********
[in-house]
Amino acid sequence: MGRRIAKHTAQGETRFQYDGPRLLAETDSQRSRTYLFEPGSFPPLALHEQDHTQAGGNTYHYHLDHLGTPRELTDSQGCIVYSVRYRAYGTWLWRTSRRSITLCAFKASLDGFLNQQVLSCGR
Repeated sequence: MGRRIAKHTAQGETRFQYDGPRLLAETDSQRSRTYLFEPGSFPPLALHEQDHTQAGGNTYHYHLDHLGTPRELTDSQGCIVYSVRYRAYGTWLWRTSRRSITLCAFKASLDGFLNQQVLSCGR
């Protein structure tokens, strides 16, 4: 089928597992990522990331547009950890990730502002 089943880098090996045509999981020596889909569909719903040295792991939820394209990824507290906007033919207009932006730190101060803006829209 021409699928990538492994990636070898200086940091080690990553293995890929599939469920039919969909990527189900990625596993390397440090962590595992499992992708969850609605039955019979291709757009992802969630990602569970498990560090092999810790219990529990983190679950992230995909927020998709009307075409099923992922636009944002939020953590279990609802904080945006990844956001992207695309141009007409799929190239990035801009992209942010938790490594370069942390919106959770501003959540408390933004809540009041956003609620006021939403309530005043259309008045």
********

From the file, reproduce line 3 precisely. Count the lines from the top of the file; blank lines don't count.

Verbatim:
Repeated sequence: MGRRIAKHTAQGETRFQYDGPRLLAETDSQRSRTYLFEPGSFPPLALHEQDHTQAGGNTYHYHLDHLGTPRELTDSQGCIVYSVRYRAYGTWLWRTSRRSITLCAFKASLDGFLNQQVLSCGR